A Personal Story By John Taylor

Music phenomenon and author of In The Pleasure Groove, John Taylor moved from the excesses of success to loneliness and depression, through the tough paths of recovery, to the joy of building relationships with family and friends.

john-taylorI am an alcoholic. A drug addict. I could not control my use of alcohol or drugs and my using caused me to behave in ways I never would have done had I been sober. 19 years ago, I checked into a rehab facility. I spent 30 days there. It turned my life around.

Based on this experience, I believe in rehab. I believe in the turn-around that is possible through rehab. A life that is spiralling and out of control can be made useful and successful once living drug and alcohol free. It was in rehab that I was first introduced to the 12-step programme of Alcoholics Anonymous.

Alcoholism is a disease that is also a spiritual malady. I believe that it is a form of genetic defect, why some of us can stop after one drink and some of us can’t after 20. Whether that is fact or not is unimportant. What is important is believing in the idea. It lets everyone off the hook, for one thing, everyone and everything you have ever blamed for your life problems. And that’s a big deal.

But it doesn’t mean you are not accountable for your actions from here on, from the time you discover recovery. On the contrary.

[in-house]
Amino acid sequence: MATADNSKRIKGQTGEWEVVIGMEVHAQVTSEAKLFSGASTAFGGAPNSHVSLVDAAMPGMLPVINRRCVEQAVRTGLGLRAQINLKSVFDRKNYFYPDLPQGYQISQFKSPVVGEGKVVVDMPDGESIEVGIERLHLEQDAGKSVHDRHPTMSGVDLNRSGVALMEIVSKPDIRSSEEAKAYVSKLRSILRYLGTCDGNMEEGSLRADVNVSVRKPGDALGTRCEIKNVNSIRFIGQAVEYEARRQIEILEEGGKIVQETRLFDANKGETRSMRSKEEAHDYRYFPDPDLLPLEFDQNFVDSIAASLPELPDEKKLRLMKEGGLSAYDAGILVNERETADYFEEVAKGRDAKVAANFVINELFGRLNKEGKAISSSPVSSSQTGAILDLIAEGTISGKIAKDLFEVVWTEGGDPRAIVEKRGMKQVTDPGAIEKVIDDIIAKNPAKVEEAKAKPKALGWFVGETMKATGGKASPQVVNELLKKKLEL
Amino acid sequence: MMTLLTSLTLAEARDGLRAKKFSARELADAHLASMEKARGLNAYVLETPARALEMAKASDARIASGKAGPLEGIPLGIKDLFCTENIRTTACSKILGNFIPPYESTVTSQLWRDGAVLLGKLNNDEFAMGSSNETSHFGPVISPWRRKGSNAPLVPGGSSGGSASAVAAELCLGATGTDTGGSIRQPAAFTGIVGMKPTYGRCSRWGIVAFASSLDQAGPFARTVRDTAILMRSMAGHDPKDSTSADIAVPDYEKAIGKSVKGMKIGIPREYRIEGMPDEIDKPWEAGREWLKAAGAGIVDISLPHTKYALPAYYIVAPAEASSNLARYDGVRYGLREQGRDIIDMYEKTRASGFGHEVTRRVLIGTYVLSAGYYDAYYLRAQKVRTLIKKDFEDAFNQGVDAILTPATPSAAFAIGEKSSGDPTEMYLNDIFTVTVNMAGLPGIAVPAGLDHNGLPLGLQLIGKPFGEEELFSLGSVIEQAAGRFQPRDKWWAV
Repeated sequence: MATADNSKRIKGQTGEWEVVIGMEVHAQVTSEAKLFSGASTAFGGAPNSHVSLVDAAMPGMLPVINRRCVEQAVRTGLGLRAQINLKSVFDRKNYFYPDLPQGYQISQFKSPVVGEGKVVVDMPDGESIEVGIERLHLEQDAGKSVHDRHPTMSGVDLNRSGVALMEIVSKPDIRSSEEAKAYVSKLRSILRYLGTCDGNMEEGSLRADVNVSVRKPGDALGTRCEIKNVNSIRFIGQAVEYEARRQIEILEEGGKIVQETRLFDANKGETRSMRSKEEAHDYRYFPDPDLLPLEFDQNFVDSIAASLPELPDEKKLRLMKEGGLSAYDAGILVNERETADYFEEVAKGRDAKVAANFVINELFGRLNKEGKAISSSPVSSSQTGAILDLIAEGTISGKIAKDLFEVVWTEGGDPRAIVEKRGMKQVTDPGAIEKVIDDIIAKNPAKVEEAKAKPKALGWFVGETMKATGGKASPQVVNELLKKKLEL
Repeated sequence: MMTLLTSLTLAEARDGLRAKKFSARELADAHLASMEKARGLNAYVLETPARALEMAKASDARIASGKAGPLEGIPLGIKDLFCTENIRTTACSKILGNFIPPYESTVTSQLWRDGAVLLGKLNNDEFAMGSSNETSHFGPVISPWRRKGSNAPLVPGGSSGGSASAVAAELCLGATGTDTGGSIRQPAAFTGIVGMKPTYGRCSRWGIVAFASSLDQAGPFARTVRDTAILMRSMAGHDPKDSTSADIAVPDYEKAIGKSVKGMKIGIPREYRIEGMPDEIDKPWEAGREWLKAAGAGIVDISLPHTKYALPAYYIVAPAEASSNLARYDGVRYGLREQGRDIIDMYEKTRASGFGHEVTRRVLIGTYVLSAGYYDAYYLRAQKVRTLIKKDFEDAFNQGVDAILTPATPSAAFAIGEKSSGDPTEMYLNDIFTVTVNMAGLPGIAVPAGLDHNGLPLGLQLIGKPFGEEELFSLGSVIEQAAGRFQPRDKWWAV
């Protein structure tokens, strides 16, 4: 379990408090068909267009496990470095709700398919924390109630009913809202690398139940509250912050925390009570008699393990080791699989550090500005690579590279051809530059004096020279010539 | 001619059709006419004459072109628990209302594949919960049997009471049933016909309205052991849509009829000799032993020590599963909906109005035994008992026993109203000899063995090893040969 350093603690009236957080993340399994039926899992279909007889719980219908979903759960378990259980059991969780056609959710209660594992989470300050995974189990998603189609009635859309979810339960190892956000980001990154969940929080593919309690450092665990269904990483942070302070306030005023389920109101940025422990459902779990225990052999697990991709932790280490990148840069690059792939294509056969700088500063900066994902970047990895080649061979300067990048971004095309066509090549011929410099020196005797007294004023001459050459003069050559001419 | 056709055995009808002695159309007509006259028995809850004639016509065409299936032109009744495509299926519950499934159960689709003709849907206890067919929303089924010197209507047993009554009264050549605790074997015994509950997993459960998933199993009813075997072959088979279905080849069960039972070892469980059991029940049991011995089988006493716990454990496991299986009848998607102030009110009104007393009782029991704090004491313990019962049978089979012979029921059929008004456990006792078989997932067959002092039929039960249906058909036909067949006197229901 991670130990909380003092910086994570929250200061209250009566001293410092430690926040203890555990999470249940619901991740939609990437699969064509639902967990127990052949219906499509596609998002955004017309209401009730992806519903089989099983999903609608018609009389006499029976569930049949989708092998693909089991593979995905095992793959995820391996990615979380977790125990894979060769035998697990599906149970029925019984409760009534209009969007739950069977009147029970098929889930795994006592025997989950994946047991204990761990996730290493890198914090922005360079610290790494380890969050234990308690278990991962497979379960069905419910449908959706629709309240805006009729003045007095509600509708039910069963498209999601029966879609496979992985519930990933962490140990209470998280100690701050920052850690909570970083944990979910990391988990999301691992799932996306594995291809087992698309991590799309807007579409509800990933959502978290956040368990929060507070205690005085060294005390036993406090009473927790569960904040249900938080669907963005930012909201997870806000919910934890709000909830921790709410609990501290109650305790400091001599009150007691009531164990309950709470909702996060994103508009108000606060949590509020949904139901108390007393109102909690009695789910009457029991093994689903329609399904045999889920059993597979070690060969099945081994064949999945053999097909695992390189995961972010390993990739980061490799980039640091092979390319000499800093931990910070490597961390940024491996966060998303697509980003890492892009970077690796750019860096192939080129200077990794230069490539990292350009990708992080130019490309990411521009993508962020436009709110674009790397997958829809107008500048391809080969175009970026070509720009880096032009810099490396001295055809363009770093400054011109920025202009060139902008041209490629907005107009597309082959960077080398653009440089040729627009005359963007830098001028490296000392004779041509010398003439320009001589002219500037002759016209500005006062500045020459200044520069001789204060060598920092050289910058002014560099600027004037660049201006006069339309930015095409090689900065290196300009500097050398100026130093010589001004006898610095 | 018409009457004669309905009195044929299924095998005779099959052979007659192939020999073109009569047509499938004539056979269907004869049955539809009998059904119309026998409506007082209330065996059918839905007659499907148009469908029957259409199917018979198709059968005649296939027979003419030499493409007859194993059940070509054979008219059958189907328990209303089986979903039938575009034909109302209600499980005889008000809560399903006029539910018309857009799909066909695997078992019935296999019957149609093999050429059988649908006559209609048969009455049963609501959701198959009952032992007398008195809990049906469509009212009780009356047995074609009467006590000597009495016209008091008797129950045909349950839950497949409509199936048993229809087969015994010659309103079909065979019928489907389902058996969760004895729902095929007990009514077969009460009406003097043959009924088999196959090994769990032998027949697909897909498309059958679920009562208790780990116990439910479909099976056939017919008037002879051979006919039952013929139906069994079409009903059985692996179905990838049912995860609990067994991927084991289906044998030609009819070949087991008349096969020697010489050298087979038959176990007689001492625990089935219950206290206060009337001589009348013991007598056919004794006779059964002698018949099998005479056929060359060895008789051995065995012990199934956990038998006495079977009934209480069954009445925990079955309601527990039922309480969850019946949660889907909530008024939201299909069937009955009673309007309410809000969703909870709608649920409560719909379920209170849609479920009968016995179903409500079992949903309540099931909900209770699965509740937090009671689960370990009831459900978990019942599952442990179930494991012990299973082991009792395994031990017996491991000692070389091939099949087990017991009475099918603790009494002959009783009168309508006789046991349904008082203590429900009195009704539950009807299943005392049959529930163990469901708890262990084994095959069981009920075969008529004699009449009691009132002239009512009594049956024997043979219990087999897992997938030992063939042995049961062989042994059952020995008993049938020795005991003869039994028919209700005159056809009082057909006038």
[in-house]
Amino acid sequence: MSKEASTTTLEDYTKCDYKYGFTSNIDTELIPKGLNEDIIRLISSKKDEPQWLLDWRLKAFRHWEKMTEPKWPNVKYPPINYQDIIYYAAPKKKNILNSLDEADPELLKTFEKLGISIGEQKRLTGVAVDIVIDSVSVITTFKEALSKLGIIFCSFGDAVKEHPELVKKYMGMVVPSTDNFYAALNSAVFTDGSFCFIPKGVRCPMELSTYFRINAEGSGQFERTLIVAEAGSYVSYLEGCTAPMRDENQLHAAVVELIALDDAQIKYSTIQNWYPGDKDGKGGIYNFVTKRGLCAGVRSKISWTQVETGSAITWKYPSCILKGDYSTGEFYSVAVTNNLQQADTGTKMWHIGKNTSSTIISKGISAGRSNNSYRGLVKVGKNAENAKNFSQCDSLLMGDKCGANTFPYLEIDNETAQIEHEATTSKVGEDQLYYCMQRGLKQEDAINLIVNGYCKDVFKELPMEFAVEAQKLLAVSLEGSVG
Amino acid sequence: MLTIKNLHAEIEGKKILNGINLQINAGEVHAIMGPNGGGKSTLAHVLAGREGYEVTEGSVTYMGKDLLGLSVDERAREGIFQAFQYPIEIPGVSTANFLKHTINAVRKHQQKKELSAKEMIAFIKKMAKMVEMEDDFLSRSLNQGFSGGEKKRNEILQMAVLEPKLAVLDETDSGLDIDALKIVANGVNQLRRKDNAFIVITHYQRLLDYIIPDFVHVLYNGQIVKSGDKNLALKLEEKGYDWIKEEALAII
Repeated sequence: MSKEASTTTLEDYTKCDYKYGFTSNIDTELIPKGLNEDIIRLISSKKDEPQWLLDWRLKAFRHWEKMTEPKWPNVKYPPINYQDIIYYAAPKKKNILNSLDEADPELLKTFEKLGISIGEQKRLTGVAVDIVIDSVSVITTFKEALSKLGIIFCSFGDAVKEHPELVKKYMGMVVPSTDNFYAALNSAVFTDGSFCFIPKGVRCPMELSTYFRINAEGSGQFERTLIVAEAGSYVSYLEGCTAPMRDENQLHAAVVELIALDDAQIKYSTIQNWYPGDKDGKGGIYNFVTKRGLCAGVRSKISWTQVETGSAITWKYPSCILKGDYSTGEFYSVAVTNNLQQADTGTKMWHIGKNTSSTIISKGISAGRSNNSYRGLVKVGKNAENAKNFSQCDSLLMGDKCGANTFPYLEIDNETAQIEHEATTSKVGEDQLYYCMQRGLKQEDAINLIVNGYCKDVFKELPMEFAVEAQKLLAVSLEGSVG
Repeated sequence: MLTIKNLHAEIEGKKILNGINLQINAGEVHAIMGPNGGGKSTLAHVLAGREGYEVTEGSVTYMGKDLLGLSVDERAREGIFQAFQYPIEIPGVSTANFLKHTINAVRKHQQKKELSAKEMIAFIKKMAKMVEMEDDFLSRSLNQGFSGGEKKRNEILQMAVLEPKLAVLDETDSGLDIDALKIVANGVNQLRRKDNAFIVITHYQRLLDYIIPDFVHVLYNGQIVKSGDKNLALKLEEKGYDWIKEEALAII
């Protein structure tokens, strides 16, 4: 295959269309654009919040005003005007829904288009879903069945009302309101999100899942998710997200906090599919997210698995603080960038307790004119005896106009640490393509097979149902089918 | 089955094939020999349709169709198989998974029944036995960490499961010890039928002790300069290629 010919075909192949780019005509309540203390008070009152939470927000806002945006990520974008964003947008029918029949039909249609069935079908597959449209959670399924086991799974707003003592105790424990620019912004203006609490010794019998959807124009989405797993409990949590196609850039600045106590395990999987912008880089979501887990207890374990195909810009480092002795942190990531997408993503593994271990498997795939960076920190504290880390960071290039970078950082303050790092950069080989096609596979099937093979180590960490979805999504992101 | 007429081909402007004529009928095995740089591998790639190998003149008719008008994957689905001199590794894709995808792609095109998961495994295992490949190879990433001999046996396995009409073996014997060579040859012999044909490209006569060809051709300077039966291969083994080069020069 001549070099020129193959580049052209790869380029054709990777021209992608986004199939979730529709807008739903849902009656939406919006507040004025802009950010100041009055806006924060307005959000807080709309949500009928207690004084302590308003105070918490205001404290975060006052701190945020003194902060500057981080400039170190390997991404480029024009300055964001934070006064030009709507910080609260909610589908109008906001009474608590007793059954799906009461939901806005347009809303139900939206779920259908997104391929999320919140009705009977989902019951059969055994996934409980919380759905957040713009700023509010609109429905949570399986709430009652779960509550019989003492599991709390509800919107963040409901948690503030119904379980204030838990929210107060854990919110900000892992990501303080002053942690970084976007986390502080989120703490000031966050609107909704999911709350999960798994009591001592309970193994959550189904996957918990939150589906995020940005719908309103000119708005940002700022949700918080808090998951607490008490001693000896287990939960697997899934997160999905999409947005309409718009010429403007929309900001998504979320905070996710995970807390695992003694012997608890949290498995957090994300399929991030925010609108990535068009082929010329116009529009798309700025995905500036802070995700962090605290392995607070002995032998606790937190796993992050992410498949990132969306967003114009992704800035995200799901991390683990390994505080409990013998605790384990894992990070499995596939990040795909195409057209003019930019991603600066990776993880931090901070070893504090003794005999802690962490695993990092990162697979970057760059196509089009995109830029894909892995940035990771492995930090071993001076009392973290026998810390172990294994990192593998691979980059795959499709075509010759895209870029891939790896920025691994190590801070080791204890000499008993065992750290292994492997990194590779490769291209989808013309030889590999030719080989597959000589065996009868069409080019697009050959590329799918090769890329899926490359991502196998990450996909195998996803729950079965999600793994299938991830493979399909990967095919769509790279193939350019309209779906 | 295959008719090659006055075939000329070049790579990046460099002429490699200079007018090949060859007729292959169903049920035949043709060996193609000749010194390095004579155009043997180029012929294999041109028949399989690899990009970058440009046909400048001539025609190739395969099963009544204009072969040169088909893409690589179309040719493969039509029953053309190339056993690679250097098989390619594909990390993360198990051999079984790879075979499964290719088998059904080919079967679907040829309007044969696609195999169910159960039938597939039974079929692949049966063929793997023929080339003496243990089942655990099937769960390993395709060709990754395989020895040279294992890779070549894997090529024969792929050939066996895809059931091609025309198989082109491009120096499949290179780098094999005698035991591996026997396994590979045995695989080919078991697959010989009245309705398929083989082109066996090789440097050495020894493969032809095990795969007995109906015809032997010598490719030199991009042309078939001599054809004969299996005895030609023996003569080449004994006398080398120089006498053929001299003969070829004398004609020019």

Most of us who wind up in 12-step programmes aren’t there because our lives are working. More often, life is crashing down around us. Out of work and unemployable, family hardly on speaking terms, poor health… That’s the perfect state to enter a 12-step programme. It’s called the gift of desperation.

And here’s another thing about alcoholism: it’s an equal opportunity illness. It will bring down lawyers and footballers, veterans and factory workers, rich and poor.  It recognises not ethnicity nor age, and it has no political allegiance.

But getting to that place of acknowledgement… I have a problem with alcohol, I have a problem with drugs… Once there, I was ready to be helped. It was all right for me: I could write a cheque. But that is not the case for the majority of people in this country who want help now. Read more…


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